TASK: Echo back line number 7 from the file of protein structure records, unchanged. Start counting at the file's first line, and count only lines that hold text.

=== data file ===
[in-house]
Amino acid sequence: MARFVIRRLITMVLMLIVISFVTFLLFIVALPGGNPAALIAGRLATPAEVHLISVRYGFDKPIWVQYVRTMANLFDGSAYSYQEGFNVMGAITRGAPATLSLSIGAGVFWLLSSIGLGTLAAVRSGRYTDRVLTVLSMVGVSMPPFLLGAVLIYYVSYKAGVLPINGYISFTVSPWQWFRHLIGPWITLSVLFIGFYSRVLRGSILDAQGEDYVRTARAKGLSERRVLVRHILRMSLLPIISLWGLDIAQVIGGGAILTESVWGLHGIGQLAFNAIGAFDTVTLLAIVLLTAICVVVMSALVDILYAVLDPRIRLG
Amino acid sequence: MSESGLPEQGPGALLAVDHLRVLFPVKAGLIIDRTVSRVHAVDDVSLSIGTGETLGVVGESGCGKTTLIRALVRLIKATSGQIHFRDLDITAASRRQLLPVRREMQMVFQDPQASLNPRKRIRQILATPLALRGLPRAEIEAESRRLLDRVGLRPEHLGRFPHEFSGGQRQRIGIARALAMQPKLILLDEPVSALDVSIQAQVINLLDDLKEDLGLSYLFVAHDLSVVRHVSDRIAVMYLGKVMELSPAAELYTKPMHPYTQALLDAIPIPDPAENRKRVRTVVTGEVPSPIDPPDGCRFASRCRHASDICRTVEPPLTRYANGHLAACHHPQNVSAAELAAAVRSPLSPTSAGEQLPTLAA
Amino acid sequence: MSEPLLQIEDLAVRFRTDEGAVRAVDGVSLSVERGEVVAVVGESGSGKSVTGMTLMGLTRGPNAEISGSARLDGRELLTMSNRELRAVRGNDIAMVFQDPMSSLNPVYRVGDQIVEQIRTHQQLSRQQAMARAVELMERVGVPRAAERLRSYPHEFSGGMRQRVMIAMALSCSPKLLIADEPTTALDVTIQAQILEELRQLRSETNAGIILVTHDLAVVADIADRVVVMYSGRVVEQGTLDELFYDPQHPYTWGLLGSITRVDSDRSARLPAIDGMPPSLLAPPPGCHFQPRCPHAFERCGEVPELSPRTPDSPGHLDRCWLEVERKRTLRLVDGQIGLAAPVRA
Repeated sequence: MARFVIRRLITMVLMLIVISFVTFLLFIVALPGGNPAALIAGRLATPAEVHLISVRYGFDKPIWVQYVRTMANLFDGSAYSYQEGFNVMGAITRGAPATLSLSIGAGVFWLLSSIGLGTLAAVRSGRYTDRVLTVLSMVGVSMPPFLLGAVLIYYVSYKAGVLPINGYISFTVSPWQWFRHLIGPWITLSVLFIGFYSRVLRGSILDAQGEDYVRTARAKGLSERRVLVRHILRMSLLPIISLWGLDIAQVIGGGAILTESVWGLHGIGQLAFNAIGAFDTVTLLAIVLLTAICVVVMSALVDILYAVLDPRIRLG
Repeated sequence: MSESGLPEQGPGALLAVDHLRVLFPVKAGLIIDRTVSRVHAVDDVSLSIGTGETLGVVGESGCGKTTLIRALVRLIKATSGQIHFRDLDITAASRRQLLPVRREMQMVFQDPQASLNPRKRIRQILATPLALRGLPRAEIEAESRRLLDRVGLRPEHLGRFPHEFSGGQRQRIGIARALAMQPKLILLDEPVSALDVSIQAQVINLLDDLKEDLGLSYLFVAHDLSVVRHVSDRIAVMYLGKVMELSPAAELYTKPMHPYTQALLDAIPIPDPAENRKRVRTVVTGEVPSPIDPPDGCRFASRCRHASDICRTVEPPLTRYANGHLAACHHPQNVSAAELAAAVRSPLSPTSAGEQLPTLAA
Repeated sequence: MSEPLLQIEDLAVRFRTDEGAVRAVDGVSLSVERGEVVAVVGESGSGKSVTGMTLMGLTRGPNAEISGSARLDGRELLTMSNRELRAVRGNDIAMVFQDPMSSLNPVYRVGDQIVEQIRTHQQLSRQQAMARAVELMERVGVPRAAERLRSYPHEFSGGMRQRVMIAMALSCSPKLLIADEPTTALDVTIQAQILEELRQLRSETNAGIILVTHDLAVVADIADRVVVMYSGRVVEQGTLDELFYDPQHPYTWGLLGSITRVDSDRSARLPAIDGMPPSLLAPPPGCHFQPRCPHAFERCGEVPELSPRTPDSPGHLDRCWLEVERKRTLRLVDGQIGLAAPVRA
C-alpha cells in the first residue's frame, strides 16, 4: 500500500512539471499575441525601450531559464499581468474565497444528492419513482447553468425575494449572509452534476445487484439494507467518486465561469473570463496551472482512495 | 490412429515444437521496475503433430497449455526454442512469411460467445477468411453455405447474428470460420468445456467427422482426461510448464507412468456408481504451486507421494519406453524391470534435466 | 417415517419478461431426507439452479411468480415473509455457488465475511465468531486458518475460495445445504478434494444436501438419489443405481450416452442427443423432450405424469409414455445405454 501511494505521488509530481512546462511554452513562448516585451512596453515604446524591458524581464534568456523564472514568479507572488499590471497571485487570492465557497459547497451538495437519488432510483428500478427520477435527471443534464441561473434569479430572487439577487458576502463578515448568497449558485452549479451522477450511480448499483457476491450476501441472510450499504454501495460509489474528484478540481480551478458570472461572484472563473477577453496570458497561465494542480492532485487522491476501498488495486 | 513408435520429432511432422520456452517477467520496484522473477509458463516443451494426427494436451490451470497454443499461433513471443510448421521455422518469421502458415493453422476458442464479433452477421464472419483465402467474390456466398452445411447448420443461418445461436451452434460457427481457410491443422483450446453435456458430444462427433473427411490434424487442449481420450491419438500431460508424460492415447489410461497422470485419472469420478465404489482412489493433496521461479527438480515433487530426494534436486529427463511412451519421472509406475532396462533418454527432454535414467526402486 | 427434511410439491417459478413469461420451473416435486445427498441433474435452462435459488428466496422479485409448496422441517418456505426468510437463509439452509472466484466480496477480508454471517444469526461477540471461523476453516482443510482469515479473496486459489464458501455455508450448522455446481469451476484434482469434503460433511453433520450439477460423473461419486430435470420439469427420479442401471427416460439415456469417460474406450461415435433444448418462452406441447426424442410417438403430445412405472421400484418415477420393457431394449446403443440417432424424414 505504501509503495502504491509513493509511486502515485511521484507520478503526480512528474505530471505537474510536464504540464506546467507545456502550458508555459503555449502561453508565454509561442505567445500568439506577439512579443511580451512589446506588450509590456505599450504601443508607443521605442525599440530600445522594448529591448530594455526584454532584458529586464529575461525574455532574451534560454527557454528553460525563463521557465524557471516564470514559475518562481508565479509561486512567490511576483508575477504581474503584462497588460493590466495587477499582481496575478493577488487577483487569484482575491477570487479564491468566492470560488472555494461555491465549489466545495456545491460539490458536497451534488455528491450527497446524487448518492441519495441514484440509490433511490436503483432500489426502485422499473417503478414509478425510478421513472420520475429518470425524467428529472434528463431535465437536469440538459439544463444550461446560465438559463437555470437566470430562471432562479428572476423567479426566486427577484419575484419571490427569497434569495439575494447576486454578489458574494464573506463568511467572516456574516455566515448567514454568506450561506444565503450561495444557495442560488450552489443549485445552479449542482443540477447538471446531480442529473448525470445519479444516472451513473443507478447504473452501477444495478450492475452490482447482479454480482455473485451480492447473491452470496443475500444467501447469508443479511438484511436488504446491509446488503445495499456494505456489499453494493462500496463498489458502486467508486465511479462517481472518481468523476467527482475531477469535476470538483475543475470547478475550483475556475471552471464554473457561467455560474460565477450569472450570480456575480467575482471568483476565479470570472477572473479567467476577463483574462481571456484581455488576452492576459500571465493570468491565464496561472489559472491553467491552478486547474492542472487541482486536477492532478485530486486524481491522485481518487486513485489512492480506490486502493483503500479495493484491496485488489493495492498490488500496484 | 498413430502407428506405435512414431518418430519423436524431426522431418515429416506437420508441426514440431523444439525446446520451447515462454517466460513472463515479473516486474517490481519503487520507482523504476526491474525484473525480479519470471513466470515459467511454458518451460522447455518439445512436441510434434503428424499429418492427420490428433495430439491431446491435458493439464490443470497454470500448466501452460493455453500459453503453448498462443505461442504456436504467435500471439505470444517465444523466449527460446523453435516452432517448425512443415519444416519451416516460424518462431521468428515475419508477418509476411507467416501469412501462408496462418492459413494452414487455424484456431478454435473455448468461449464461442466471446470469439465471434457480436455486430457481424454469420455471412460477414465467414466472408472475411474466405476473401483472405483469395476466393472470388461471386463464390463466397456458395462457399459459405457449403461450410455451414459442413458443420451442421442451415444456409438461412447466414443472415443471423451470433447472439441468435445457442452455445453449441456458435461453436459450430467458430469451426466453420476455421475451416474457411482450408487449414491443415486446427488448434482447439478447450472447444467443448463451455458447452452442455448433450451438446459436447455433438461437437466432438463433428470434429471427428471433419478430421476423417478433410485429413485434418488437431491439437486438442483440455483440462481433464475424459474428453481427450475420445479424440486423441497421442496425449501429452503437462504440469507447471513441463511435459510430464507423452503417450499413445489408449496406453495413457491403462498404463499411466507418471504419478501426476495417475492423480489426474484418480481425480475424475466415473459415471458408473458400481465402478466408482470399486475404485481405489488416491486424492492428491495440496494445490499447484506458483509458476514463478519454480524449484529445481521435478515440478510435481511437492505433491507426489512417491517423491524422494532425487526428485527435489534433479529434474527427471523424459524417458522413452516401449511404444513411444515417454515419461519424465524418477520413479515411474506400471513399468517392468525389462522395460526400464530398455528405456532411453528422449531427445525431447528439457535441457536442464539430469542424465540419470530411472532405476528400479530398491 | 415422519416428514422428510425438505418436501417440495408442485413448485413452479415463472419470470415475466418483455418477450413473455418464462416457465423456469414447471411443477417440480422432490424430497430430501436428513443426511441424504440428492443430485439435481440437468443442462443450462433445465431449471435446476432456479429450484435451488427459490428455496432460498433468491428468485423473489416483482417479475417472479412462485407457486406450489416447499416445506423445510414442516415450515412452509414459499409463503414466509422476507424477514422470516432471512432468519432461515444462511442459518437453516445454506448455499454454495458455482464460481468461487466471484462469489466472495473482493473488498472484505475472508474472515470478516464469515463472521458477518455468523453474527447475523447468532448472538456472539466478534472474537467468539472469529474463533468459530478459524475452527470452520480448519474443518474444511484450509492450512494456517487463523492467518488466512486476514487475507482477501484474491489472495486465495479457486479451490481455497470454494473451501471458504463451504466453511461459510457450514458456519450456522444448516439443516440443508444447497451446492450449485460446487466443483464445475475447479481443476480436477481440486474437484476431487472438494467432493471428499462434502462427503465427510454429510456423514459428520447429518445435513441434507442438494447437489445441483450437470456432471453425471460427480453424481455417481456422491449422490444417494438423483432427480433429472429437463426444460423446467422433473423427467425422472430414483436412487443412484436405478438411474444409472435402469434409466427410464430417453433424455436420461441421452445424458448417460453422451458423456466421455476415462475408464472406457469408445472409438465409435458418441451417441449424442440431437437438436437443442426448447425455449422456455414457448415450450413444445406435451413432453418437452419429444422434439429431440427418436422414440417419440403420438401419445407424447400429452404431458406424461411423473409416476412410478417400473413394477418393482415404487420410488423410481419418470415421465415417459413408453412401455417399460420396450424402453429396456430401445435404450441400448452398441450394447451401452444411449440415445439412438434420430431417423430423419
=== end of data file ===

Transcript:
Repeated sequence: MSEPLLQIEDLAVRFRTDEGAVRAVDGVSLSVERGEVVAVVGESGSGKSVTGMTLMGLTRGPNAEISGSARLDGRELLTMSNRELRAVRGNDIAMVFQDPMSSLNPVYRVGDQIVEQIRTHQQLSRQQAMARAVELMERVGVPRAAERLRSYPHEFSGGMRQRVMIAMALSCSPKLLIADEPTTALDVTIQAQILEELRQLRSETNAGIILVTHDLAVVADIADRVVVMYSGRVVEQGTLDELFYDPQHPYTWGLLGSITRVDSDRSARLPAIDGMPPSLLAPPPGCHFQPRCPHAFERCGEVPELSPRTPDSPGHLDRCWLEVERKRTLRLVDGQIGLAAPVRA